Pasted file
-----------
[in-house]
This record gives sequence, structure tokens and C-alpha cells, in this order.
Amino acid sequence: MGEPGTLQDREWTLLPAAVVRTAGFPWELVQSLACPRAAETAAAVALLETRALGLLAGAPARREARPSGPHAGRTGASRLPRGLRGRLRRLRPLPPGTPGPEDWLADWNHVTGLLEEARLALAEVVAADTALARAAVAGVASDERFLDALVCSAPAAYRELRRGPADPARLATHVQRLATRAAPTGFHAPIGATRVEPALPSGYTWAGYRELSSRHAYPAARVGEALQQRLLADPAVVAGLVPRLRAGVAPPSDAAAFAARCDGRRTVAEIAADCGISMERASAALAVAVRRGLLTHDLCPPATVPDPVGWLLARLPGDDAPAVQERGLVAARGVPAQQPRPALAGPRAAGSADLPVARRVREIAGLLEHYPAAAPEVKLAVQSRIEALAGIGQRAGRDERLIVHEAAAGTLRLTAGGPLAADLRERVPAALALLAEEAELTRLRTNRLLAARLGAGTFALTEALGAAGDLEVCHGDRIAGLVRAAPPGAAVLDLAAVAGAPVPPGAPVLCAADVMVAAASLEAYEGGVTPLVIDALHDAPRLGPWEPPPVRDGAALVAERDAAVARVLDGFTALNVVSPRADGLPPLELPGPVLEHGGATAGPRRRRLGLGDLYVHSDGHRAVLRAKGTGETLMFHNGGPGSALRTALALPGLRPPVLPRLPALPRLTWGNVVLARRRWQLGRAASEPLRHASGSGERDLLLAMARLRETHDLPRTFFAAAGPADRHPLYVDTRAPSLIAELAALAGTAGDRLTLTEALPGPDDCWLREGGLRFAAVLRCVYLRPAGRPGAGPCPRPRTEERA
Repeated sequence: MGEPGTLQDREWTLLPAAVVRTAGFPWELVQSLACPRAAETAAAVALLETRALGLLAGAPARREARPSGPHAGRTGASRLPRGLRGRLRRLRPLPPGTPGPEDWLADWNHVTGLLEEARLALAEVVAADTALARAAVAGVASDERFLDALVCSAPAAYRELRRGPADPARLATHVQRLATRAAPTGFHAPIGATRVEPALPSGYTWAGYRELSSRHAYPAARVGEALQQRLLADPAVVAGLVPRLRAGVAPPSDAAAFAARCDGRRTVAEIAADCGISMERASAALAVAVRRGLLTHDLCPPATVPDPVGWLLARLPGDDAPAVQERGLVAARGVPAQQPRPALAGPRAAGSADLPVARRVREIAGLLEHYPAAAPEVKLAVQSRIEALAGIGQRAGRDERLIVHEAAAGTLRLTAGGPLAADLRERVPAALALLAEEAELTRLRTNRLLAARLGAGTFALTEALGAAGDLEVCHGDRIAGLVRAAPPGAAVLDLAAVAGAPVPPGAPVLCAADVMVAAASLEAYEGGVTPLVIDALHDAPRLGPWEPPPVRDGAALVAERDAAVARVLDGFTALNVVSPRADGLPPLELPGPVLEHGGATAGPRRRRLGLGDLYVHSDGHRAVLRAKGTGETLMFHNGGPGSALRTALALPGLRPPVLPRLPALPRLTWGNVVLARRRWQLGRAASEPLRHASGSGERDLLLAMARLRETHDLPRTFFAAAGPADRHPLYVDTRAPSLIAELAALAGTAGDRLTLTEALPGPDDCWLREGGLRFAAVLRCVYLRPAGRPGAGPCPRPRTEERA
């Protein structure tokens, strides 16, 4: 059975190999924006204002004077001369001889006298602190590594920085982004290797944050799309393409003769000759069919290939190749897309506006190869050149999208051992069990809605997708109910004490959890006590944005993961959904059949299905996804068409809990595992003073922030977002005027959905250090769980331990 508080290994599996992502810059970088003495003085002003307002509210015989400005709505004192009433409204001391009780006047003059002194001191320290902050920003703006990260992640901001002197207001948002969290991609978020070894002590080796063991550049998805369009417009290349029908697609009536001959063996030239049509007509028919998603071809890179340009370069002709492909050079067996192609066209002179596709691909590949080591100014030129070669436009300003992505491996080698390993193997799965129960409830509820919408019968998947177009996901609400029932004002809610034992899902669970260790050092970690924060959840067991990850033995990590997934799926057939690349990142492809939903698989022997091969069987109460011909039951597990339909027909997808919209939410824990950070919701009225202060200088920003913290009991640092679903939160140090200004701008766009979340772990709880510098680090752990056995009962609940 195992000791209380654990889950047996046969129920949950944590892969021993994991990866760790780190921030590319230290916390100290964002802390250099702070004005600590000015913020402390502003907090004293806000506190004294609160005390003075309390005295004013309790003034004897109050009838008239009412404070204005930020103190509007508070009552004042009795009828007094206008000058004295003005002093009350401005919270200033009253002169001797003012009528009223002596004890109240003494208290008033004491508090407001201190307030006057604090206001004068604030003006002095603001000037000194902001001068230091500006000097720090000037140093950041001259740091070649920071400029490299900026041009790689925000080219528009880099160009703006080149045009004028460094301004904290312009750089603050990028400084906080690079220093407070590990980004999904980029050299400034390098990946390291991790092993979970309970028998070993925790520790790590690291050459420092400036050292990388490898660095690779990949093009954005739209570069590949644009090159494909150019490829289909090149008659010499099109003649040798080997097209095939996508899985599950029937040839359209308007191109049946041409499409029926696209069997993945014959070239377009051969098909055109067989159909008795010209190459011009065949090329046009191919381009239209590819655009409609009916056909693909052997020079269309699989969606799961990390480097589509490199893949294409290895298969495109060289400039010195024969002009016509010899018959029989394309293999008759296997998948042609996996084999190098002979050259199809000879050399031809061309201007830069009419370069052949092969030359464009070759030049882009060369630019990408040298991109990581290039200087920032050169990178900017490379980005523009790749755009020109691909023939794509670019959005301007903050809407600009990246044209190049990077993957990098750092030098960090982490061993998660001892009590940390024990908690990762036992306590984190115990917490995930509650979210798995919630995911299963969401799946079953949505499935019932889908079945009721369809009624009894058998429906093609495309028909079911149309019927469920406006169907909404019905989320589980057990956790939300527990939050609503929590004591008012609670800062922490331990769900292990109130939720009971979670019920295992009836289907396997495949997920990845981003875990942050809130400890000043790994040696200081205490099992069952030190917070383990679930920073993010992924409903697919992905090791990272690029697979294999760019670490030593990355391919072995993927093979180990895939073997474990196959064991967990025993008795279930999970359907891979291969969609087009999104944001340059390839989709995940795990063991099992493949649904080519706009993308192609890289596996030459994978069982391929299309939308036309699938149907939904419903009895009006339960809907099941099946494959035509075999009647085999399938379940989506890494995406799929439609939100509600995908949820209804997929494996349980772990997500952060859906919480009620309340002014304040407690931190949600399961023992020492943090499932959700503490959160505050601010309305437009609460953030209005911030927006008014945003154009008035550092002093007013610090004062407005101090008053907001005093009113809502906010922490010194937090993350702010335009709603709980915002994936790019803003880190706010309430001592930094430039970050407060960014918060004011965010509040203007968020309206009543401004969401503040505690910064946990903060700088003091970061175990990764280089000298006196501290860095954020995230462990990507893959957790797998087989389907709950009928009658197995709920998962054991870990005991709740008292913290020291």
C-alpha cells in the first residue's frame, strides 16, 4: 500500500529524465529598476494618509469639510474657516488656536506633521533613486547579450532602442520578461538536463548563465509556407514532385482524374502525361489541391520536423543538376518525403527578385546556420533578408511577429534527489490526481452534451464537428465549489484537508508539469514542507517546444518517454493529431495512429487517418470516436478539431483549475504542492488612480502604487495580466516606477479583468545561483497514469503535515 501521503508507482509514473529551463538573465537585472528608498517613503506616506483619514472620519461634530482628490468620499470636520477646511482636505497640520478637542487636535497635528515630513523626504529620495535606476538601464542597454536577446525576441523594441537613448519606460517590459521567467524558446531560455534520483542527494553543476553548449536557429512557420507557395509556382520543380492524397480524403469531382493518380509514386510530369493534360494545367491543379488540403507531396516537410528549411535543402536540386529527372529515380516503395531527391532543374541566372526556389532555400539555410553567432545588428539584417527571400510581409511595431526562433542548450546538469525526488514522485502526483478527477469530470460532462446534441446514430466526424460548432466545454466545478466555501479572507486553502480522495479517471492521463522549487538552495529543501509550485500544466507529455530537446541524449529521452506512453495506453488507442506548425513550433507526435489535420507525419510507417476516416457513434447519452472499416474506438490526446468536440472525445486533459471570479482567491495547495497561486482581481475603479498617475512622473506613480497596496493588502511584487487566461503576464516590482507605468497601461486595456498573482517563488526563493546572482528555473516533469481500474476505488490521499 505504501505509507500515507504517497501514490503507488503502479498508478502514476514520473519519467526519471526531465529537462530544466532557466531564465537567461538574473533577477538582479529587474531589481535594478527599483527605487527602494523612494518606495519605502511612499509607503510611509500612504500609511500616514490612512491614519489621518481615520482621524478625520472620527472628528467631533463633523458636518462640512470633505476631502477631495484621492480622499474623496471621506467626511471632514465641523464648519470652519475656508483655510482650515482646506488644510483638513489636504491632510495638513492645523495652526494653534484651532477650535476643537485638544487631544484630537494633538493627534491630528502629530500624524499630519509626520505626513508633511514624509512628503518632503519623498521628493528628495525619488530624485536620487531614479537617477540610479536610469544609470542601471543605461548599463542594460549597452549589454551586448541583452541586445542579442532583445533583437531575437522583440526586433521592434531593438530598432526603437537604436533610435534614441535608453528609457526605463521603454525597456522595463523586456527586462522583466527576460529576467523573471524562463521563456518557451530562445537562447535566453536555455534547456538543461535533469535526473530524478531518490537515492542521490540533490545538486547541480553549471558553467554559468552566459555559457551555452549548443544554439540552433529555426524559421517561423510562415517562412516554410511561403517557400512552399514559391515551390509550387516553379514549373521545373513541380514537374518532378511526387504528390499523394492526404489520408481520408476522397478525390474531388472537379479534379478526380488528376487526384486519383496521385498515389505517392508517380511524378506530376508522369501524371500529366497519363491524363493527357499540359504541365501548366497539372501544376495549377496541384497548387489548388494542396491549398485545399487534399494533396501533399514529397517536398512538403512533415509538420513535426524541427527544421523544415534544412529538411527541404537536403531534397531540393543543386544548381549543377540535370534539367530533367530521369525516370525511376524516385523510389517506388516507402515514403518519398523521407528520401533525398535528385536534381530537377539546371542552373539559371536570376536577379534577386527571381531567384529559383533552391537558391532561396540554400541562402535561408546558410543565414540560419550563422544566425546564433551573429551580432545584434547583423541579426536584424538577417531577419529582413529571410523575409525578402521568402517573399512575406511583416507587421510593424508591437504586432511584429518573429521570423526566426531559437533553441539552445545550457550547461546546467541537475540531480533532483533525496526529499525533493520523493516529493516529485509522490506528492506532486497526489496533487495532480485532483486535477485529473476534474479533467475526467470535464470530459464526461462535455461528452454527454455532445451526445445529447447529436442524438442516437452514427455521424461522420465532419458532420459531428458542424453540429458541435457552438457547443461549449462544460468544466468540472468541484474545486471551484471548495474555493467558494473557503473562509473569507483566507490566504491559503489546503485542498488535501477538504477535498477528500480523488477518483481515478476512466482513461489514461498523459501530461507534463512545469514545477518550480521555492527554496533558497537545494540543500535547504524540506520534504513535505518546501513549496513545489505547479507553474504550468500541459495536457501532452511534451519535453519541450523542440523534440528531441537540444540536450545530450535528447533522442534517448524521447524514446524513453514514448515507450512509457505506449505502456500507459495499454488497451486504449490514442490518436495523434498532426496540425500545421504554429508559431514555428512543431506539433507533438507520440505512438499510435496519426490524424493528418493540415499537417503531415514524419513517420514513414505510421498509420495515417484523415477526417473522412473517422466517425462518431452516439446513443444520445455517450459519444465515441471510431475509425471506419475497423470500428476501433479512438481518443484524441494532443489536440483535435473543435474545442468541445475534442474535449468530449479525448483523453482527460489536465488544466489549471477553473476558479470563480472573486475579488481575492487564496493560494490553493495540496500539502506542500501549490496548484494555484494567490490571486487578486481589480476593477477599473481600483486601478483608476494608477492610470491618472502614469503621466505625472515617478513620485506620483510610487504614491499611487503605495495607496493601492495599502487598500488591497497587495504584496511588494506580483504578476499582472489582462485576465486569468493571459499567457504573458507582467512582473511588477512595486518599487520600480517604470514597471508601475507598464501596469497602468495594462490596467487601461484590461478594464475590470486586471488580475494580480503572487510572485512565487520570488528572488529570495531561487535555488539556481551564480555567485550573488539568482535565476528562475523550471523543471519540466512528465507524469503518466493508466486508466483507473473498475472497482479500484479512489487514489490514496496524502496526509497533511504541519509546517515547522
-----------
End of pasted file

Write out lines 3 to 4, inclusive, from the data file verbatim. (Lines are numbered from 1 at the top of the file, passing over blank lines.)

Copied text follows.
Amino acid sequence: MGEPGTLQDREWTLLPAAVVRTAGFPWELVQSLACPRAAETAAAVALLETRALGLLAGAPARREARPSGPHAGRTGASRLPRGLRGRLRRLRPLPPGTPGPEDWLADWNHVTGLLEEARLALAEVVAADTALARAAVAGVASDERFLDALVCSAPAAYRELRRGPADPARLATHVQRLATRAAPTGFHAPIGATRVEPALPSGYTWAGYRELSSRHAYPAARVGEALQQRLLADPAVVAGLVPRLRAGVAPPSDAAAFAARCDGRRTVAEIAADCGISMERASAALAVAVRRGLLTHDLCPPATVPDPVGWLLARLPGDDAPAVQERGLVAARGVPAQQPRPALAGPRAAGSADLPVARRVREIAGLLEHYPAAAPEVKLAVQSRIEALAGIGQRAGRDERLIVHEAAAGTLRLTAGGPLAADLRERVPAALALLAEEAELTRLRTNRLLAARLGAGTFALTEALGAAGDLEVCHGDRIAGLVRAAPPGAAVLDLAAVAGAPVPPGAPVLCAADVMVAAASLEAYEGGVTPLVIDALHDAPRLGPWEPPPVRDGAALVAERDAAVARVLDGFTALNVVSPRADGLPPLELPGPVLEHGGATAGPRRRRLGLGDLYVHSDGHRAVLRAKGTGETLMFHNGGPGSALRTALALPGLRPPVLPRLPALPRLTWGNVVLARRRWQLGRAASEPLRHASGSGERDLLLAMARLRETHDLPRTFFAAAGPADRHPLYVDTRAPSLIAELAALAGTAGDRLTLTEALPGPDDCWLREGGLRFAAVLRCVYLRPAGRPGAGPCPRPRTEERA
Repeated sequence: MGEPGTLQDREWTLLPAAVVRTAGFPWELVQSLACPRAAETAAAVALLETRALGLLAGAPARREARPSGPHAGRTGASRLPRGLRGRLRRLRPLPPGTPGPEDWLADWNHVTGLLEEARLALAEVVAADTALARAAVAGVASDERFLDALVCSAPAAYRELRRGPADPARLATHVQRLATRAAPTGFHAPIGATRVEPALPSGYTWAGYRELSSRHAYPAARVGEALQQRLLADPAVVAGLVPRLRAGVAPPSDAAAFAARCDGRRTVAEIAADCGISMERASAALAVAVRRGLLTHDLCPPATVPDPVGWLLARLPGDDAPAVQERGLVAARGVPAQQPRPALAGPRAAGSADLPVARRVREIAGLLEHYPAAAPEVKLAVQSRIEALAGIGQRAGRDERLIVHEAAAGTLRLTAGGPLAADLRERVPAALALLAEEAELTRLRTNRLLAARLGAGTFALTEALGAAGDLEVCHGDRIAGLVRAAPPGAAVLDLAAVAGAPVPPGAPVLCAADVMVAAASLEAYEGGVTPLVIDALHDAPRLGPWEPPPVRDGAALVAERDAAVARVLDGFTALNVVSPRADGLPPLELPGPVLEHGGATAGPRRRRLGLGDLYVHSDGHRAVLRAKGTGETLMFHNGGPGSALRTALALPGLRPPVLPRLPALPRLTWGNVVLARRRWQLGRAASEPLRHASGSGERDLLLAMARLRETHDLPRTFFAAAGPADRHPLYVDTRAPSLIAELAALAGTAGDRLTLTEALPGPDDCWLREGGLRFAAVLRCVYLRPAGRPGAGPCPRPRTEERA